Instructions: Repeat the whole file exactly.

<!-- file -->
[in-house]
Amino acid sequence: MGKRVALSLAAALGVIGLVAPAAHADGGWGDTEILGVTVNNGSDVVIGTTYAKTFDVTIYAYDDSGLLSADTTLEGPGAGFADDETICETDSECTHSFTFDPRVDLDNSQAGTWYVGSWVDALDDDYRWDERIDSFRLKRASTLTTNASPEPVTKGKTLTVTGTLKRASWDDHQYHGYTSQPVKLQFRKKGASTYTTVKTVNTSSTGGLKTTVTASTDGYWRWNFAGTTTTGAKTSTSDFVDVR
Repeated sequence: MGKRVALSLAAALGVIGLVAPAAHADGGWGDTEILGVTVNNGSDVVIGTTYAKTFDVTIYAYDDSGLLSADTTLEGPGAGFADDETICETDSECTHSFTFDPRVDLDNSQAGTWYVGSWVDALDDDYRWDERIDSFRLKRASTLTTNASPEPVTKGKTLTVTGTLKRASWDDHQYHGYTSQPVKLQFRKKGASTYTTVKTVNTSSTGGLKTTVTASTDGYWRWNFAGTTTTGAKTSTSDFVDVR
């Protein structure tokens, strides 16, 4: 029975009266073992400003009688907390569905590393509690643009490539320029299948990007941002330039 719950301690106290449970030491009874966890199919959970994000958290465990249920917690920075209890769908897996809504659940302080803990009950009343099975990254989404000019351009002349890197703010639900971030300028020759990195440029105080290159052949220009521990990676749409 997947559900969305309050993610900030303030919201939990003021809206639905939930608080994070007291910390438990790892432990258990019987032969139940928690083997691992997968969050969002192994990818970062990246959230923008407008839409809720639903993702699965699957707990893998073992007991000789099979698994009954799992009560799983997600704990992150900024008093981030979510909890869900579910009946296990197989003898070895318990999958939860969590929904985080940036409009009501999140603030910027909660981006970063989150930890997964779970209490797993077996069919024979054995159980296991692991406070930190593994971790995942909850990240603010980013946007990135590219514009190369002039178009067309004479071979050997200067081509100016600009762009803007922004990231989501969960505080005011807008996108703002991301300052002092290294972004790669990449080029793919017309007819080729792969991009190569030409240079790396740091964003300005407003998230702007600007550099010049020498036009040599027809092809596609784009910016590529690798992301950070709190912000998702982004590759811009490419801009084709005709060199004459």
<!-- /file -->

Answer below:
[in-house]
Amino acid sequence: MGKRVALSLAAALGVIGLVAPAAHADGGWGDTEILGVTVNNGSDVVIGTTYAKTFDVTIYAYDDSGLLSADTTLEGPGAGFADDETICETDSECTHSFTFDPRVDLDNSQAGTWYVGSWVDALDDDYRWDERIDSFRLKRASTLTTNASPEPVTKGKTLTVTGTLKRASWDDHQYHGYTSQPVKLQFRKKGASTYTTVKTVNTSSTGGLKTTVTASTDGYWRWNFAGTTTTGAKTSTSDFVDVR
Repeated sequence: MGKRVALSLAAALGVIGLVAPAAHADGGWGDTEILGVTVNNGSDVVIGTTYAKTFDVTIYAYDDSGLLSADTTLEGPGAGFADDETICETDSECTHSFTFDPRVDLDNSQAGTWYVGSWVDALDDDYRWDERIDSFRLKRASTLTTNASPEPVTKGKTLTVTGTLKRASWDDHQYHGYTSQPVKLQFRKKGASTYTTVKTVNTSSTGGLKTTVTASTDGYWRWNFAGTTTTGAKTSTSDFVDVR
């Protein structure tokens, strides 16, 4: 029975009266073992400003009688907390569905590393509690643009490539320029299948990007941002330039 719950301690106290449970030491009874966890199919959970994000958290465990249920917690920075209890769908897996809504659940302080803990009950009343099975990254989404000019351009002349890197703010639900971030300028020759990195440029105080290159052949220009521990990676749409 997947559900969305309050993610900030303030919201939990003021809206639905939930608080994070007291910390438990790892432990258990019987032969139940928690083997691992997968969050969002192994990818970062990246959230923008407008839409809720639903993702699965699957707990893998073992007991000789099979698994009954799992009560799983997600704990992150900024008093981030979510909890869900579910009946296990197989003898070895318990999958939860969590929904985080940036409009009501999140603030910027909660981006970063989150930890997964779970209490797993077996069919024979054995159980296991692991406070930190593994971790995942909850990240603010980013946007990135590219514009190369002039178009067309004479071979050997200067081509100016600009762009803007922004990231989501969960505080005011807008996108703002991301300052002092290294972004790669990449080029793919017309007819080729792969991009190569030409240079790396740091964003300005407003998230702007600007550099010049020498036009040599027809092809596609784009910016590529690798992301950070709190912000998702982004590759811009490419801009084709005709060199004459």